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France won’t condition weapons sales to Egypt on human rights, Macron says

French President Emmanuel Macron also said he spoke "frankly" about human rights with his Egyptian counterpart.
French President Emmanuel Macron (R) welcomes his Egyptian counterpart Abdel Fattah al-Sisi at the Elysee presidential Palace on December 7, 2020 in Paris, for a meeting as part of al-Sisi's a three-day controversial state visit to France, with activists warning Paris not to turn a blind eye to Cairo's rights record with a red carpet welcome. (Photo by Bertrand GUAY / AFP) (Photo by BERTRAND GUAY/AFP via Getty Images)

French President Emmanuel Macron said his country will continue selling arms to Egypt despite calls to curb weapons sales in light of the Egyptian government’s poor human rights record. 

"I will not condition matters of defense and economic cooperation on these disagreements," Macron said during a joint remarks with President Abdel Fattah al-Sisi at the Elysee Palace in Paris.

"It is more effective to have a policy of demanding dialogue than a boycott, which would only reduce the effectiveness of one of our partners in the fight against terrorism," he said.

Macron has in the past justified weapons sales by saying Egypt would turn to Russia and China for arms if spurned by France. He’s also stressed Egypt’s role as a counterterrorism partner in the region, where the North African country is fending off an insurgency in northern Sinai and backing renegade commander Khalifa Hifter’s forces in Libya. 

Macron on Monday said he spoke “frankly” with Sisi about human rights "as one does among friends.” The French president said he raised a number of cases with his Egyptian counterpart, including the continued detention of Palestinian-Egyptian activist Ramy Shaath, whose wife is a French citizen.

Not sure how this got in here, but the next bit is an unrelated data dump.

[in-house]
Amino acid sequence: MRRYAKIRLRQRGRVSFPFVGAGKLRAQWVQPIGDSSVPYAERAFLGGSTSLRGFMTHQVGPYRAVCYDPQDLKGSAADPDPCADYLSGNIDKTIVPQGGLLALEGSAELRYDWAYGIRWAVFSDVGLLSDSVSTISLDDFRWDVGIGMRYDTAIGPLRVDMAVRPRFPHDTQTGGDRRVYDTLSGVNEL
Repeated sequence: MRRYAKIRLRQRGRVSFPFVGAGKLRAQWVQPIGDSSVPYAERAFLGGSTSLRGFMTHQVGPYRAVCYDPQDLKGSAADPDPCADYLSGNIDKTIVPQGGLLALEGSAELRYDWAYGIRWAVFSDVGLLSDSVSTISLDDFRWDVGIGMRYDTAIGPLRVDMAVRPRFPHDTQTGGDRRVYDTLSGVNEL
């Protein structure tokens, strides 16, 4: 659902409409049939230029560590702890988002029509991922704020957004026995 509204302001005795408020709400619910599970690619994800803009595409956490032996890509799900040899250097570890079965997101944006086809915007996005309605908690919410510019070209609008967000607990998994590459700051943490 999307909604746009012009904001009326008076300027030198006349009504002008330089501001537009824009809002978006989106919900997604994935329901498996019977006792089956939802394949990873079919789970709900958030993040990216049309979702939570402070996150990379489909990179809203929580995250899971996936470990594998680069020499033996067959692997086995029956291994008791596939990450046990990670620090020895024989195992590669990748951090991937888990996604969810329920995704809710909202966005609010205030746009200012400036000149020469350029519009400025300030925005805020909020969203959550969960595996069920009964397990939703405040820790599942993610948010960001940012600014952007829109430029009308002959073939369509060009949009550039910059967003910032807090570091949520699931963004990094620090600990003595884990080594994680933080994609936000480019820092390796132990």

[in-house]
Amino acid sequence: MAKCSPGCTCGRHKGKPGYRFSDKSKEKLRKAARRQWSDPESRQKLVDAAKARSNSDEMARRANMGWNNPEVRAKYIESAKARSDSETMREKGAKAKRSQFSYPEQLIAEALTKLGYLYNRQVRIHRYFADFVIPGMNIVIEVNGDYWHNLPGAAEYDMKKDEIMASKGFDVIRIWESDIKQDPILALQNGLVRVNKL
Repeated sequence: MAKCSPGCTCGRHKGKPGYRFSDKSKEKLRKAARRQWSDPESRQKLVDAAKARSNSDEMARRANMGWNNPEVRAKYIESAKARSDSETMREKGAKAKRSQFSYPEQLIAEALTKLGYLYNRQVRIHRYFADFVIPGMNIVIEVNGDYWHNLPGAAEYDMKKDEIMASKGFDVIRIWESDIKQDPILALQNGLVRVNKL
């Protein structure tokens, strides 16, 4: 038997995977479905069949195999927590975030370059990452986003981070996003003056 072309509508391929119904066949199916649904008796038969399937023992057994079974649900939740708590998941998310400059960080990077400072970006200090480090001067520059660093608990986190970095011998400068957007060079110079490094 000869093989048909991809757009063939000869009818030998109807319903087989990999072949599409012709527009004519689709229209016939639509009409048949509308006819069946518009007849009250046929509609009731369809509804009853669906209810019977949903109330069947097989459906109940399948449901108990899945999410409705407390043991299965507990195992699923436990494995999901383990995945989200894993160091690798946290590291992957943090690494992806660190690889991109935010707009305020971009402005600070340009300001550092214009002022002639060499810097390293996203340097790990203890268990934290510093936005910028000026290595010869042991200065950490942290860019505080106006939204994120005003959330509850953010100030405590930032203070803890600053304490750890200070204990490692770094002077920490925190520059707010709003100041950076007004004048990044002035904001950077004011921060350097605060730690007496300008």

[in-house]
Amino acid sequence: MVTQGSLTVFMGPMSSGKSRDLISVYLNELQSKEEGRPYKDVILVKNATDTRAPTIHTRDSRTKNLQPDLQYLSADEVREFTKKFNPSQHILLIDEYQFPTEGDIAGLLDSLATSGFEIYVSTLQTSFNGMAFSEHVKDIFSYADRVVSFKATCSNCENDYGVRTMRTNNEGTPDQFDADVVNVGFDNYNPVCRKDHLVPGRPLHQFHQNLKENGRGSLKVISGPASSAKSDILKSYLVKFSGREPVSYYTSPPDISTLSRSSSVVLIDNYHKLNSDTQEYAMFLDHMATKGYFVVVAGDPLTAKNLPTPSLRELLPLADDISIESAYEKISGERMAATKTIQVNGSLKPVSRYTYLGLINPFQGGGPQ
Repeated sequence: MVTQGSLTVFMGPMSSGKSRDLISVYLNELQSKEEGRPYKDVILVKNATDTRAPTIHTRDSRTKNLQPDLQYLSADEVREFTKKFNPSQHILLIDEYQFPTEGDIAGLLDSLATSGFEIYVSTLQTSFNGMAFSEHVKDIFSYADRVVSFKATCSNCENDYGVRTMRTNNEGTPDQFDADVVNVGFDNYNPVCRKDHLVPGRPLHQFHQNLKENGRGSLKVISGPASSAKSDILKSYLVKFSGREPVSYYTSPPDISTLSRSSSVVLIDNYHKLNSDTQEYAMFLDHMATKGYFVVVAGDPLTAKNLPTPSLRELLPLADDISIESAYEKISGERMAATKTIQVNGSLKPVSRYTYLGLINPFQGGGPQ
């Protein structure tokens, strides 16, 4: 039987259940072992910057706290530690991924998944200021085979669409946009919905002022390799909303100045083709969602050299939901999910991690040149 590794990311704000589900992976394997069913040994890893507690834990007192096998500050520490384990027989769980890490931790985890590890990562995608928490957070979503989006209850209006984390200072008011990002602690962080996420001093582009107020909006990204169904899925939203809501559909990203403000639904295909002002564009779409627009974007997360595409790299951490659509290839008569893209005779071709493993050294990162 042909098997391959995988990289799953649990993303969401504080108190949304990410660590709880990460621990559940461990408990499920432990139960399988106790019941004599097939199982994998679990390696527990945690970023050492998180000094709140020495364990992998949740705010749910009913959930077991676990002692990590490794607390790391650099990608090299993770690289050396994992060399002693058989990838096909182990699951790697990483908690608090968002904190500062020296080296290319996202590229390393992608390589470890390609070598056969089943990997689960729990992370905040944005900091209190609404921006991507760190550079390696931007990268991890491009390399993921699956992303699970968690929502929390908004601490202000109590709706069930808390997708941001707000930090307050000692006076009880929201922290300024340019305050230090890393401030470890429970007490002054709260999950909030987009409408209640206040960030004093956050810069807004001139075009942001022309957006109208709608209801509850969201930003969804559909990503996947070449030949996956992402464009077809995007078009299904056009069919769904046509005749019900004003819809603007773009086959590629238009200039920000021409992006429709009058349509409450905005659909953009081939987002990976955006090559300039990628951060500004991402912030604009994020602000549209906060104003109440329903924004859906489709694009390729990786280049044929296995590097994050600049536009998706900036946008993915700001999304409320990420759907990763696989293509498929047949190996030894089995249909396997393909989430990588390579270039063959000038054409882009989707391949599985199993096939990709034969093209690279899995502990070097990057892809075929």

Sisi’s two-day visit, which included a cavalry parade through Paris, came days after Egypt released three human rights defenders working for the Cairo-based Egyptian Initiative for Personal Rights. The activists, Gasser Abdel-Razek, Mohamed Basheer and Karim Ennarah, were arrested last month after holding a meeting to discuss human rights with diplomats from France and other Western countries. 

Since coming to power in 2013, rights groups have documented Sisi's alarming and sustained assault on fundamental freedoms in Egypt. Security forces have arrested tens of thousands of political opponents, journalists, academics and other perceived critics, according to monitoring groups. 

Amnesty International said in a report last week that Egypt had executed at least 57 men and women between October and November in what the London-based group called a “horrifying execution spree.” 

US President-elect Joe Biden has vowed a tougher approach to Egypt that involves “no more blank checks.” At $1.3 billion annually, Egypt remains the second-largest recipient of US military aid after Israel. Rights groups have urged the incoming administration to impose human rights conditions on the annual national security assistance package.

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